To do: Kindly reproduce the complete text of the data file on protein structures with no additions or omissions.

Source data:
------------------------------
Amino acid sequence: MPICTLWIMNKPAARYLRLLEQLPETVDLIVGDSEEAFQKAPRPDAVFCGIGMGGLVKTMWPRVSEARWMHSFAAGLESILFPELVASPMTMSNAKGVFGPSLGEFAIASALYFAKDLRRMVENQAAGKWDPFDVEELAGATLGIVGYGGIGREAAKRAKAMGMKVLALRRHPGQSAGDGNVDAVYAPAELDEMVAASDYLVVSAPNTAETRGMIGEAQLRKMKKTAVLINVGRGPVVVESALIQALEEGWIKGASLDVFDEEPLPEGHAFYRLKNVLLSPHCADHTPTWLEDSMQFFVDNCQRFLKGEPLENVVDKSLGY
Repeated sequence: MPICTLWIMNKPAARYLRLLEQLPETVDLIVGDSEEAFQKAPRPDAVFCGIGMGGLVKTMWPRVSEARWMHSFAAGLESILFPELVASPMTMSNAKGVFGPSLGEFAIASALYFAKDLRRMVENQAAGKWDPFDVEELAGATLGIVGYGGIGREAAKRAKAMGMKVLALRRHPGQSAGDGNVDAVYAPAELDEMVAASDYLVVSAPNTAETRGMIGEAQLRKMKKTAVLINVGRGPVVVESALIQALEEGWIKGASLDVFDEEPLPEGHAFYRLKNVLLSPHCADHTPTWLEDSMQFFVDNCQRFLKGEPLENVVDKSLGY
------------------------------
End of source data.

Amino acid sequence: MPICTLWIMNKPAARYLRLLEQLPETVDLIVGDSEEAFQKAPRPDAVFCGIGMGGLVKTMWPRVSEARWMHSFAAGLESILFPELVASPMTMSNAKGVFGPSLGEFAIASALYFAKDLRRMVENQAAGKWDPFDVEELAGATLGIVGYGGIGREAAKRAKAMGMKVLALRRHPGQSAGDGNVDAVYAPAELDEMVAASDYLVVSAPNTAETRGMIGEAQLRKMKKTAVLINVGRGPVVVESALIQALEEGWIKGASLDVFDEEPLPEGHAFYRLKNVLLSPHCADHTPTWLEDSMQFFVDNCQRFLKGEPLENVVDKSLGY
Repeated sequence: MPICTLWIMNKPAARYLRLLEQLPETVDLIVGDSEEAFQKAPRPDAVFCGIGMGGLVKTMWPRVSEARWMHSFAAGLESILFPELVASPMTMSNAKGVFGPSLGEFAIASALYFAKDLRRMVENQAAGKWDPFDVEELAGATLGIVGYGGIGREAAKRAKAMGMKVLALRRHPGQSAGDGNVDAVYAPAELDEMVAASDYLVVSAPNTAETRGMIGEAQLRKMKKTAVLINVGRGPVVVESALIQALEEGWIKGASLDVFDEEPLPEGHAFYRLKNVLLSPHCADHTPTWLEDSMQFFVDNCQRFLKGEPLENVVDKSLGY